Effect of hygrothermal environment on traction-separation behavior of carbon fiber/epoxy interface
LH Tam and A Zhou and RX Zhang and C Wu, CONSTRUCTION AND BUILDING MATERIALS, 220, 728-738 (2019).
The strong interfacial interaction between carbon fiber and epoxy matrix plays a key role in ensuring the performance of carbon fiber reinforced polymer (CFRP). During a prolonged service-life, CFRP is inevitably exposed to the hygrothermal environment and the integrity of fiber/matrix interface is most vulnerable, but the microscopic behavior of the interface under the environmental exposure remains elusive. Here an atomistic analysis is presented on mode I and mode II traction- separation behavior between carbon fiber and epoxy matrix, which provides insights into how the surrounding water molecules at different temperature levels impact the interfacial behavior. It is found that the water molecules at the interface reduce the contact area between fiber and matrix and weaken the epoxy properties by disrupting the molecular interactions, which consequently lowers the energy barriers to interfacial separation and sliding, and the elevated temperature level further degrades the interfacial mechanical response as the epoxy becomes softened. The research findings demonstrate that the presence of water drastically deteriorates the integrity of carbon fiber/epoxy interface, and the derivation of cohesive laws based on traction separation simulation results provides a paradigm of deriving the fundamental inputs for a multiscale modeling of the interface at the continuum level by considering the environmental effect. (C) 2019 Elsevier Ltd. All rights reserved.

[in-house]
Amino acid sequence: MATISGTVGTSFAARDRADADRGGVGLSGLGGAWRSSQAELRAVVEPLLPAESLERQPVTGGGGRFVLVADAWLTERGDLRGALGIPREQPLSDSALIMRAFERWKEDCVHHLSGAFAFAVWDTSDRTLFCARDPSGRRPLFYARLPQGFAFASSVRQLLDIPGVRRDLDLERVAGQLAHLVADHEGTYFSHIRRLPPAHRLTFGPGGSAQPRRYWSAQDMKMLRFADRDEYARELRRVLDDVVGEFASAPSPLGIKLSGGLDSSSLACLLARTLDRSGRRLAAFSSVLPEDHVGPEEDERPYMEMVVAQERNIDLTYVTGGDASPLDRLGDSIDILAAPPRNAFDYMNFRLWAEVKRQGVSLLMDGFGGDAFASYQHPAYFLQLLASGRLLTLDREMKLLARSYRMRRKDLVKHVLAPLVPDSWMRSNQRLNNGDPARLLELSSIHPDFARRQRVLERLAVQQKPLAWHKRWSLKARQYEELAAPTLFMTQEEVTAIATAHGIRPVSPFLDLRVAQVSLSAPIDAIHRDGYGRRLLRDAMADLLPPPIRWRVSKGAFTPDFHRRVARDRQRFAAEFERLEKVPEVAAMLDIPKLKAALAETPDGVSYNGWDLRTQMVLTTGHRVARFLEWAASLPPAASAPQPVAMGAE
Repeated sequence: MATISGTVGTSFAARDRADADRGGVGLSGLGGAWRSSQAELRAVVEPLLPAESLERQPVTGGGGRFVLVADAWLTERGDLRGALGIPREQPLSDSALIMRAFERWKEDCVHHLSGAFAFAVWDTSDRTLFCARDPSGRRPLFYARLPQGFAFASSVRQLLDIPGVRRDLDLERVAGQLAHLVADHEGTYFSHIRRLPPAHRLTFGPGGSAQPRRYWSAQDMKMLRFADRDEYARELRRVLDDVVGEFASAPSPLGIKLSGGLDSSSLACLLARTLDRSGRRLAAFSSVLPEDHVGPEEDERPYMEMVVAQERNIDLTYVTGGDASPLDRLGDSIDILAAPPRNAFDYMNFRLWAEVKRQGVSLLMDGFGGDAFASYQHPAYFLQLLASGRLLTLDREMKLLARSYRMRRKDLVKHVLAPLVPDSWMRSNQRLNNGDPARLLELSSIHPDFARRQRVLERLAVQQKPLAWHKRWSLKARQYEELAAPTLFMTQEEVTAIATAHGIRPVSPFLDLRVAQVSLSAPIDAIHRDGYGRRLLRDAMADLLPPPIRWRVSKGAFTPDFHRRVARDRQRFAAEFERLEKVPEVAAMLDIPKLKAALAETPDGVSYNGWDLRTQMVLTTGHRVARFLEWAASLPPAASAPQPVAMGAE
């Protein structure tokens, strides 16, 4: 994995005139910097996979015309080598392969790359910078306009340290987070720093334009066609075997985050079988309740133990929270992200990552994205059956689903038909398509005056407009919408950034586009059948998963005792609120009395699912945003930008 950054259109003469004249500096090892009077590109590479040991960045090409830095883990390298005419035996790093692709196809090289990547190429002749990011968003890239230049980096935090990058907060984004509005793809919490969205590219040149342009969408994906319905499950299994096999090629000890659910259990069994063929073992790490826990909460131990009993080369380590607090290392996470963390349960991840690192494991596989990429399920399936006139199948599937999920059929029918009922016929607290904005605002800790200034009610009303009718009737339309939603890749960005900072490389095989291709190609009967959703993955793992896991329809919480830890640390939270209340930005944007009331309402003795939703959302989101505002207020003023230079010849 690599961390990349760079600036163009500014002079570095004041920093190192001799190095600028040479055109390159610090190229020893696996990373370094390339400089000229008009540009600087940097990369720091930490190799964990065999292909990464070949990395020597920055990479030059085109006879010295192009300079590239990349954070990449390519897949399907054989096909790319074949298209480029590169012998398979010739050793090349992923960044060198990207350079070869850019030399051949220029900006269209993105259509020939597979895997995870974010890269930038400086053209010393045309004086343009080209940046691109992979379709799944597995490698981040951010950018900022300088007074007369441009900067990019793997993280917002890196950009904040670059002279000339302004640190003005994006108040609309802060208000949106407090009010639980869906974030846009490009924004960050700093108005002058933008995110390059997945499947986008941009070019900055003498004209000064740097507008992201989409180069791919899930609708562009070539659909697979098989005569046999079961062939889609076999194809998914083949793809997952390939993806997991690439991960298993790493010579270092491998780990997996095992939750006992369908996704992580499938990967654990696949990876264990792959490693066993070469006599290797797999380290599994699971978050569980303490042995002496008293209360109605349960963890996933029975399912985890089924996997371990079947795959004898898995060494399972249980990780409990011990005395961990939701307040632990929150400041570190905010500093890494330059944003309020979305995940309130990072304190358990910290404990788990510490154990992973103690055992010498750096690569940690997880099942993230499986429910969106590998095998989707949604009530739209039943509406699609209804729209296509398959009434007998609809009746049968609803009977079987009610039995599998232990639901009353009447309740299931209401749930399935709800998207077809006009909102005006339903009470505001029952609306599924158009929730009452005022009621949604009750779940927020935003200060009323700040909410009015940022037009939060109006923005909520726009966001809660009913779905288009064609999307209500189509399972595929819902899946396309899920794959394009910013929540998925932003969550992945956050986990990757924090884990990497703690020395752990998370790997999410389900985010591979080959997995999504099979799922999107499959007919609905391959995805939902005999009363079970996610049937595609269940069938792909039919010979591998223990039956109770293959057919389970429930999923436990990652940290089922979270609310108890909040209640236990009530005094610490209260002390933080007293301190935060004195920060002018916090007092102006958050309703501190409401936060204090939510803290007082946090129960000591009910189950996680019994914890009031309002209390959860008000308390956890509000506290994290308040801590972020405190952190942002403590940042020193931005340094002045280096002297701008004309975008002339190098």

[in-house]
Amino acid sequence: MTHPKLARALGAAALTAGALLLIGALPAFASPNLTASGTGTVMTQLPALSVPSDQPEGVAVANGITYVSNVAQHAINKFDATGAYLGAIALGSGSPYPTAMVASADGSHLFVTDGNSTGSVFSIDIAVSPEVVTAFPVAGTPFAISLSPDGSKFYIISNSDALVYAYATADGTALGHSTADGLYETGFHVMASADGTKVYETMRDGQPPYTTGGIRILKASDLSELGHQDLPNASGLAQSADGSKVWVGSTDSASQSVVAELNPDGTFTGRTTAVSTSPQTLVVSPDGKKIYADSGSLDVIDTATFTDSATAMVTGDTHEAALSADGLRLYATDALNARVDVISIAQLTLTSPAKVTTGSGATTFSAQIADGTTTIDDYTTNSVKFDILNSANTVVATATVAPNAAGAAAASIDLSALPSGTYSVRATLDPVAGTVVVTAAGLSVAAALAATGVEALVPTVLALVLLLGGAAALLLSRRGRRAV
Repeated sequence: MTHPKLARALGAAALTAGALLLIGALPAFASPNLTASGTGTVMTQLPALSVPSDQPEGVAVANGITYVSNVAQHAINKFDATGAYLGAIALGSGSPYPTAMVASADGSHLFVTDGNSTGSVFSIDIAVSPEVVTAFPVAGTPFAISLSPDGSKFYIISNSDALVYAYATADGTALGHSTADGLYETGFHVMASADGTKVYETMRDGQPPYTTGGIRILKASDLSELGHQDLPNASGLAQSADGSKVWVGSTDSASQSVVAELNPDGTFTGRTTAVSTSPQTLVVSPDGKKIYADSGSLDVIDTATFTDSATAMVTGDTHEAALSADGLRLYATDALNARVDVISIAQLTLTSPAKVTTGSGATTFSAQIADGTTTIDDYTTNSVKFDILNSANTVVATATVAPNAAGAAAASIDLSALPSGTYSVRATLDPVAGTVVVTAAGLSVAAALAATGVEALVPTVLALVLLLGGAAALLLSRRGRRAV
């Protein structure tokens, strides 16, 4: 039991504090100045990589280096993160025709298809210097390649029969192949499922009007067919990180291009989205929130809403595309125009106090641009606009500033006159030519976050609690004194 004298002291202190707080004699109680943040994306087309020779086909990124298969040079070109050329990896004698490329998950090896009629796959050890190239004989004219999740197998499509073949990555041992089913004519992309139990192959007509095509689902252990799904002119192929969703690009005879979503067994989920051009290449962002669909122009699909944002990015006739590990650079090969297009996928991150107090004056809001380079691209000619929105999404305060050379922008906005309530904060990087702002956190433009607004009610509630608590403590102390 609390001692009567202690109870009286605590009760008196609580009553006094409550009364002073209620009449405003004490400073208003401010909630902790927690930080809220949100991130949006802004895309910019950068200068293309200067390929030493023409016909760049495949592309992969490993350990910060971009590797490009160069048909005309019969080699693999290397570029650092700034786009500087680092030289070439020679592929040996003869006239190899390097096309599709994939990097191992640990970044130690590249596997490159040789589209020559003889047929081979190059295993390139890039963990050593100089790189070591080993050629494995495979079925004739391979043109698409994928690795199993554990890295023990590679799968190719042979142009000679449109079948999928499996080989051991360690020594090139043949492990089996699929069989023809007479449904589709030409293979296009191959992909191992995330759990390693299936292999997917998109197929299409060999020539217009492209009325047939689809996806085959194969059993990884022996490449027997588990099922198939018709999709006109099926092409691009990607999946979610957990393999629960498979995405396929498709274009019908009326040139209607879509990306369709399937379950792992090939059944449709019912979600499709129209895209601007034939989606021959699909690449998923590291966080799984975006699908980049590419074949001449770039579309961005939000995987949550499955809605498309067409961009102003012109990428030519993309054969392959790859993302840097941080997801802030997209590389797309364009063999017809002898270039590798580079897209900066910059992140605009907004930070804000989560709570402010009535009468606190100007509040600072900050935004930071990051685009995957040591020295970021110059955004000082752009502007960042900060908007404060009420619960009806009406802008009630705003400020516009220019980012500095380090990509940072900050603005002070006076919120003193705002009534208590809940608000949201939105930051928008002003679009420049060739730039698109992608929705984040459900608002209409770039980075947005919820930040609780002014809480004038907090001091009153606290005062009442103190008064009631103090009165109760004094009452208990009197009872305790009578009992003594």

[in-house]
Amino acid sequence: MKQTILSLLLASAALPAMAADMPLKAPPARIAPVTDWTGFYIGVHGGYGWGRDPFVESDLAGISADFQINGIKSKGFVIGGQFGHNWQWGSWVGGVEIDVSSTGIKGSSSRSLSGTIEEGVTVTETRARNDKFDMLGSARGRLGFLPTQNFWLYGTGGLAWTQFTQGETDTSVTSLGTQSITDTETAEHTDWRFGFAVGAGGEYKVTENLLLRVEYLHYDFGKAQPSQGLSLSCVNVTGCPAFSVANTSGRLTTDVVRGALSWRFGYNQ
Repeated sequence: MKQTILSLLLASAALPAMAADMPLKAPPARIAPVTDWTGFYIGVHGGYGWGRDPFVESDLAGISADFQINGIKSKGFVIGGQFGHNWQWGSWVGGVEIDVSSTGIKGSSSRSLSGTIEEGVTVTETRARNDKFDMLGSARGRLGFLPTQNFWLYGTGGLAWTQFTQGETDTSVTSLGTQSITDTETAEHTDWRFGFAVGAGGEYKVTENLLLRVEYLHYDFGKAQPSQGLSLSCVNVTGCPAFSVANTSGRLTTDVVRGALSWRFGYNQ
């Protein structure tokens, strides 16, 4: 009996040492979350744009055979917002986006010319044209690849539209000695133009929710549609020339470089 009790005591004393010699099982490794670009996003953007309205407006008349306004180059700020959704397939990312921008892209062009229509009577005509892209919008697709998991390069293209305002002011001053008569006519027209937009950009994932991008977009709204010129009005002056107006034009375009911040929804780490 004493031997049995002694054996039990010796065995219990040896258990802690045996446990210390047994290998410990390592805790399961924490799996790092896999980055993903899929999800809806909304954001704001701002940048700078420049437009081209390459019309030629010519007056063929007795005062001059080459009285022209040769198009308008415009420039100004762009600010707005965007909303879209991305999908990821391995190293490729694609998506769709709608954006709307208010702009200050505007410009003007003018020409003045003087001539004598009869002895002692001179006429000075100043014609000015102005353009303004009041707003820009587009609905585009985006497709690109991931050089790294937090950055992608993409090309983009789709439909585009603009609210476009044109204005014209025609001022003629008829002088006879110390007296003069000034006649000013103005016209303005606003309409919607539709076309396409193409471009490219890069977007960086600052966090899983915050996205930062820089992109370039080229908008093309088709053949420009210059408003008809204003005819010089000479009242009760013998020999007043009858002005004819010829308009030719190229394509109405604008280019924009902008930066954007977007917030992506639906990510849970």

Return to Publications page